The most effective way to manage a patient’s diabetes, according to the American Diabetes Association (ADA), is with a team-based approach—and that team may be most effective if it includes a pharmacist. A 2018 study, published in the Journal of Managed Care and Specialty Pharmacy, found that adding pharmacists to diabetes care teams not only improves patient outcomes, but can help prevent complications and reduce costs.1
“Whether it’s a member of the rounding team in the hospital or a member of the patient-centered medical home team in the ambulatory care setting, pharmacists are an integral part of the team that cares for each patient,” Sarah L. Anderson, PharmD, FCCP, BCPS, BCACP, associate professor at the University of Colorado Skaggs School of Pharmacy & Pharmaceutical Sciences, said. “Being present allows pharmacists to voice their recommendations and educate the medical team on the evidence that supports it.”
As part of a team, pharmacists can help guide treatment decisions.
“With the ever-growing armamentarium of diabetes medications, pharmacists play a huge role in helping select medications that maximize efficacy, minimize side effects, benefit other concurrent disease states (eg, kidney or cardiovascular disease), and minimize costs,” Anderson said. “The ADA algorithm for treatment of diabetes is somewhat of a ‘choose your own adventure’ path, and pharmacists are key for helping both patients and providers choose the right medication(s) for the patient’s individual situation.”
Knowing how the health system’s formulary works means pharmacists are in a position to help contain costs while still recommending guideline-based medication therapy.
“Pharmacists have a keen understanding of balancing not only benefit versus risk when recommending a medication, but also whether the medication is cost-effective,” Anderson said.
Pharmacists also play an important role in medication adherence, which is more likely when patients know what the medication is expected to do, how to take it, what adverse effects (AEs) to possibly expect, and whether those AEs may be temporary.
“Health system pharmacists help to encourage medication adherence by discussing each patient’s medications with them so that the patient is educated on why they are prescribed each medication,” Anderson said.
It’s easy for a patient to feel overwhelmed when diagnosed with diabetes, since the diagnosis often requires learning how to administer insulin, monitor insulin levels, and make lifestyle changes. A patient may benefit from access to a health system pharmacist who can answer questions, help set up glucose monitors, and make practical recommendations.
“Pharmacists can also help with recommending and assisting the patient in obtaining a pill box and educating the patient on apps or use of alarms on their phones to assist with medication reminders,” Anderson said.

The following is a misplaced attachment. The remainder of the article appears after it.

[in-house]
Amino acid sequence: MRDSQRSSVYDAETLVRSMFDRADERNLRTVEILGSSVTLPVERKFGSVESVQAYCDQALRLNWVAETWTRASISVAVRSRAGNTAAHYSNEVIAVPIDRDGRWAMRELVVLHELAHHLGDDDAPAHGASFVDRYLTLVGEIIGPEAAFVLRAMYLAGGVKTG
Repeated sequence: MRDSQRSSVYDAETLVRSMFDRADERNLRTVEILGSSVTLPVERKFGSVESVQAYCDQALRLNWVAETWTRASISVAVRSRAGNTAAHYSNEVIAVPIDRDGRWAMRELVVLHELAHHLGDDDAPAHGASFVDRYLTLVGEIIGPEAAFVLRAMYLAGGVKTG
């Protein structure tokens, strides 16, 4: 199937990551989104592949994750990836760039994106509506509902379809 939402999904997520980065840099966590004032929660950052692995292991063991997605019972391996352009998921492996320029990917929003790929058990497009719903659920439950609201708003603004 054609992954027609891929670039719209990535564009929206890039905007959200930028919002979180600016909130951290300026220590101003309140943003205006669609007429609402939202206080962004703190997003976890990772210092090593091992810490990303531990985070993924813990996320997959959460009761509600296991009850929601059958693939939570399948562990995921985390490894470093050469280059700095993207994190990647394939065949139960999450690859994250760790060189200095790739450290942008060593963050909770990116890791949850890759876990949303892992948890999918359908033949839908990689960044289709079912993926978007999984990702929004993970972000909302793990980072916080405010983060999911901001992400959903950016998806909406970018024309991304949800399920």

In a hospital setting, clinical pharmacists help monitor patients’ A1C blood sugar levels and markers for other conditions, such as high cholesterol and high blood pressure. Their help can also make it easier for patients to leave the hospital after treatment.
“Pharmacists in the hospital are also great bridges to pharmacists in the ambulatory and community settings and can assist in ‘warm handoffs’ to ensure seamless transitions, as the patient transitions from the hospital back to the ambulatory setting,” Anderson said.
A recent report by the CDC estimates that more than 100 million US adults are now living with diabetes or prediabetes. Diabetes is the seventh leading cause of death in the United States and places individuals at an increased risk of health complications such as vision loss, heart disease, stroke, and kidney failure, as well as amputation of toes, feet, or legs.2
“The pharmacist’s role in diabetes management is more important than ever before given the number of patients with diabetes and the number of options available for treating them,” Anderson said.
As more new diabetes medications come to market, health system pharmacists can aid in the decision-making process to ensure that the medication is necessary and cost-effective.
“Newer doesn’t necessarily always mean better,” Anderson said. “Pharmacists can help with cost containment by stepping in with an alternate recommendation if that which is recommended is expensive yet yields little benefit to the patient.”
1. Benedict AW, Spence MM, Sie JL, et al. Evaluation of a pharmacist-managed diabetes program in a primary care setting within an integrated health care system. Journal of Managed Care & Specialty Pharmacy. Published February 24, 2018. https://doi.org/10.18553/jmcp.2018.24.2.114
2. New CDC report: More than 100 million Americans have diabetes or prediabetes [news release]. CDC’s website. https://www.cdc.gov/media/releases/2017/p0718-diabetes-report.html.